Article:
First, there is a possibility that the appeal will be struck down outright for procedural reasons, as it is not immediately clear if the mayor’s announcement, which was made through a press release, counts as an official order, and therefore whether it is eligible to be appealed through CEQA. Secondly, the Great Highway reopens Monday, leaving only one business day for the Clerk of the Board of Supervisors to make the determination whether the CEQA appeal is legal—and even if the clerk concurs with Coyne, the timing may just be too tight.

“I’m not optimistic at this point that the appeal will have time to go through, even if the clerk does accept that argument,” Coyne said. 

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11 COMMENTS

  1. One of the more balanced articles re the Great Highway. This CEQA appeal should have been filed BEFORE the Great Highway was closed to cars. THAT was a project. Returning it to it’s original use as a highway is not a project. It’s undoing a project that did not undergo public comment, hearings, environmental impact report, etc etc in the first place. Had it been more thoughtful with the appropriate infrastructure changes needed to accommodate 18,000 diverted cars/day there would not be this controversy today.

  2. 🚘 Regarding your subhead about what “neighborhood residents say,” well first of all, that should be SOME residents (not even most of them). But #ProTip, you know you can check that against SWITRS data, right? It’s generally a good idea when doing this journalism stuff to check opinions against available evidence before giving them such prominence.

    SWITRS data does not support this opinion, by the way.

  3. Drove it this morning to take my kid to soccer practice next to San Mateo border. Thank god. It felt so good to have beaten the elitist progressive white movement at their own game. Warning to those looking for battle ahead. We are ready and we will not allow you to ruin San Francisco and turn it into Berkeley.

  4. What’s the deal with livability advocates choosing to die on the hill of these vanity marquee livability projects, JFK and Great Highway?

    All things being equal, these projects would be fine. But with cycling increasingly dangerous in town, where most cyclists ride, all things are not equal.

    Yet these marquee vanity projects continue to get centered, hill after hill to die on.

  5. It cracks me up to read comments about how supposedly few pedestrians and cyclists use the Great Highway. As a former SF cab driver of 20+ years, the highway was always wide open and devoid but all of a few cars—even at rush hour. Bring back the closure!

  6. Close the Great at 6am Saturday to 6pm Sunday. That’s the only time more than a handful of pedestrians and bikers use it.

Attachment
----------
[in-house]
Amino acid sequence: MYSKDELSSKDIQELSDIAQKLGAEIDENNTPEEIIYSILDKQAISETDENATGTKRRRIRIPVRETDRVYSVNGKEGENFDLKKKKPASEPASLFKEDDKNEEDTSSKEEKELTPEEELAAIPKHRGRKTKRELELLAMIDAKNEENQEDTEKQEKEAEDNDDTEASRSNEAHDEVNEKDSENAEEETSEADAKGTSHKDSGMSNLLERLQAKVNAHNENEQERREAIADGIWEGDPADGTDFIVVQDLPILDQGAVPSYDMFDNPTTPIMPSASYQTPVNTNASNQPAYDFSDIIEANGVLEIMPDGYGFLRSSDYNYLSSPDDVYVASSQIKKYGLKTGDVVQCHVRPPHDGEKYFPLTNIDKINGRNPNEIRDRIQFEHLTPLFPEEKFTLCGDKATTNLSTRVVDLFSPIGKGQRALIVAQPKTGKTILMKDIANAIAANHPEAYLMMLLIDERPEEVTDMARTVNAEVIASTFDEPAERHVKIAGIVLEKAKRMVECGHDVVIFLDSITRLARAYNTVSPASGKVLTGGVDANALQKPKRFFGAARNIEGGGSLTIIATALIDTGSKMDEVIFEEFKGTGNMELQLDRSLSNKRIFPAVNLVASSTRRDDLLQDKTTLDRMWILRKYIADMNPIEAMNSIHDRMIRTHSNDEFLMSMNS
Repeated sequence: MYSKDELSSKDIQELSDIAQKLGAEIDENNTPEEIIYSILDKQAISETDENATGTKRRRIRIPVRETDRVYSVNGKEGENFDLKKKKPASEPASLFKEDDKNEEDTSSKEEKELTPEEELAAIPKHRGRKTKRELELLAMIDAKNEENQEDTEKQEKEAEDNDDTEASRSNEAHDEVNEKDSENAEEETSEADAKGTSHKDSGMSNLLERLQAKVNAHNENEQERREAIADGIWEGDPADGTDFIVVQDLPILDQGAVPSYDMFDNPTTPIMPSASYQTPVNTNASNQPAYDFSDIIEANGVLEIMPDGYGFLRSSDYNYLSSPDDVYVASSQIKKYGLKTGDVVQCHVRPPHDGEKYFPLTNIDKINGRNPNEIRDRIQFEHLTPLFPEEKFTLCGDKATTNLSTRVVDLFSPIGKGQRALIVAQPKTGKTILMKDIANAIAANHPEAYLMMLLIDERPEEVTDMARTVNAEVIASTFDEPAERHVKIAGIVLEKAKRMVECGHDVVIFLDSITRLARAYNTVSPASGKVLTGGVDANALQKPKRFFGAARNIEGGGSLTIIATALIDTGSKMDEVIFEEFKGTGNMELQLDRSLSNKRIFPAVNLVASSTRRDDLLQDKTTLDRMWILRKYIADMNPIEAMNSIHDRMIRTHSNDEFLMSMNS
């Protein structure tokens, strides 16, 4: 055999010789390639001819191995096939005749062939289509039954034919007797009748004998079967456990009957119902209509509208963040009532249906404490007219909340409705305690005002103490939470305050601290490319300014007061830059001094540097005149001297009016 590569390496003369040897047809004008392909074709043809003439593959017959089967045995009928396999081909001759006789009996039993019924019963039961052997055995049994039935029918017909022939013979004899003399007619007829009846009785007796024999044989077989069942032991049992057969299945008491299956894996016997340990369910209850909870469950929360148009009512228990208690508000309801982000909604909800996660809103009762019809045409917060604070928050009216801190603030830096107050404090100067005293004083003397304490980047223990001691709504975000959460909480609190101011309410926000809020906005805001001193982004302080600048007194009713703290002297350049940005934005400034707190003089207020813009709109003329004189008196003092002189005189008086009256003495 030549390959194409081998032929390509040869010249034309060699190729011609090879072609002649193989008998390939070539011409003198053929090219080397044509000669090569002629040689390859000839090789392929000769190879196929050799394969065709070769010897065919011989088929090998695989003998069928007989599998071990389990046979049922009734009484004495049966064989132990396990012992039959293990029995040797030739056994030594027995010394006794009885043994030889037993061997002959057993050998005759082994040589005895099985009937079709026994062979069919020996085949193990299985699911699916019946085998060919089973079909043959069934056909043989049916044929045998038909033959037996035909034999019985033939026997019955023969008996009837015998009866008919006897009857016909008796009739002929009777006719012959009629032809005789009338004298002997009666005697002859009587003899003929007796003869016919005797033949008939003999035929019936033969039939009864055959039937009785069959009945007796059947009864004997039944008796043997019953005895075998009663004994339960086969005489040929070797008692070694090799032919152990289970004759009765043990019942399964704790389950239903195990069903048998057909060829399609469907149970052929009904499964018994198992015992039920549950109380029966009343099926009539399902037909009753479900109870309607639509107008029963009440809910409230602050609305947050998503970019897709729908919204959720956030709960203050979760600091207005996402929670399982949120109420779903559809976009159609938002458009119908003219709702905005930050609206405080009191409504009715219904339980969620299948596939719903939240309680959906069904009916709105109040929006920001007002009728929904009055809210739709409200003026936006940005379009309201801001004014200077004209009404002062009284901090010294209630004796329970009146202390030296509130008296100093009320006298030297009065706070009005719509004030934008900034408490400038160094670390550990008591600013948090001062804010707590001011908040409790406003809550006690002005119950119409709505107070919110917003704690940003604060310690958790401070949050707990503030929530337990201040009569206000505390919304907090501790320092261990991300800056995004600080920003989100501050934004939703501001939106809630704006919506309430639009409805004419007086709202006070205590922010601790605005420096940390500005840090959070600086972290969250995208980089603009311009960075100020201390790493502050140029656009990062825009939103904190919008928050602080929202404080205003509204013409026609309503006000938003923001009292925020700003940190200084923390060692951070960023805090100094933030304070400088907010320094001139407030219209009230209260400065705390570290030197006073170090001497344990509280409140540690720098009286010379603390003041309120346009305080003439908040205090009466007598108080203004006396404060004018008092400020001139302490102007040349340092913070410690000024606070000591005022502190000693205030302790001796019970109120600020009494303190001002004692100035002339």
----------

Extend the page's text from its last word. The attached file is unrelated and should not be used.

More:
7. In addition, the photo in the article was photoshopped. There are NOT nearly that many ppl who use the UGH. False reporting.

  8. To not reopen the Upper Great Hwy permanently causes San Francisco County to continue to contribute negatively to climate change and global warming. Vehicles including Mack trucks have been forced to find open surface streets to get to their destination. They regularly sit in stop and go traffic, vehicles idling, and taking an enormous amount of time to travel from point A to point B. Neighborhood streets weren’t built for Mac trucks.

    As it stand now, the Upper Great Hwy will still remain closed from Friday afternoon until Monday morning and on holidays, during which time all of the impacts of diverting thousands of cars into a quiet, residential neighborhood, and traffic congestion in Golden Gate Park will continue. This is ridiculous when SF has some 75 parks not counting NPS space. Cars and trucks are and will continue to clog quiet streets; increasing risk to pedestrian and traffic safety; greenhouse gas emissions due to drivers spending more time in their cars while they detour around the Great Highway does and will increase; and emergency vehicle response will be slowed, when a few seconds can mean the difference between life and death. Closing the upper Great Hwy also turns away tourists and tax paying SF residents from being able to enjoy this part of San Francisco. It appears that tourist revenue is no longer valued in this city.

    Additionally, as you know, there are plans to replace this temporary Emergency Order with a pilot program that could again completely close the Great Highway for two more years, continuing the problems that have plagued the Western part of San Francisco for over a year. And this pilot program will be conducted without an Environmental Impact Report as mandated by the California Environmental Quality Act.

  9. If the Mayor is cutting short the process for public engagement, where was this “engagement” when the road was closed? This closure was TEMPORARY and there was no public process for all the people that live on this side of the city and are directly affected by the closure, let alone mitigation efforts for the 20K cars that use this road per day. Mitigation efforts were thrown together by SFMTA to deal with the onslaught of issues that ensued. The Sunset residential streets are inundated with traffic, people now DRIVE to the Great Highway to ride on it. The road is being re-opened to cars, but that doesn’t mean it’s closed to bicycles. Share the road, use the existing path. End the mess that was created with this closure and deal with the compromise instead of being a cry-baby because your precious bike route is being returned to it’s original state.

  10. How can returning something to its original use be considered a project? Seems to me creating a
    Pilot project is something that would need a CEQA which they have not done.

  11. Thanks to Garrett Leahy for the balanced reporting on this issue of reopening the GH to auto traffic on weekdays. Most of the coverage I´ve seen on this matter has been quite biased against reopening the road to auto traffic, which was its original use. (Chronicle writer Heather Knight is particularly biased in her coverage, making her articles opinion pieces, at best.)

    We need to start learning how to compromise more here in San Francisco and share the space. The current zero-sum game approach is divisive, inflammatory and pits citizen against citizen. Let´s adopt some better hippy vibes and attitudes and Right Relations. Share the GH: car free on the weekends and open to auto traffic on the weekdays for those who need to get their kids to school and drive to and for work (not everyone is lucky enough to have a well-paying job where they can work from home).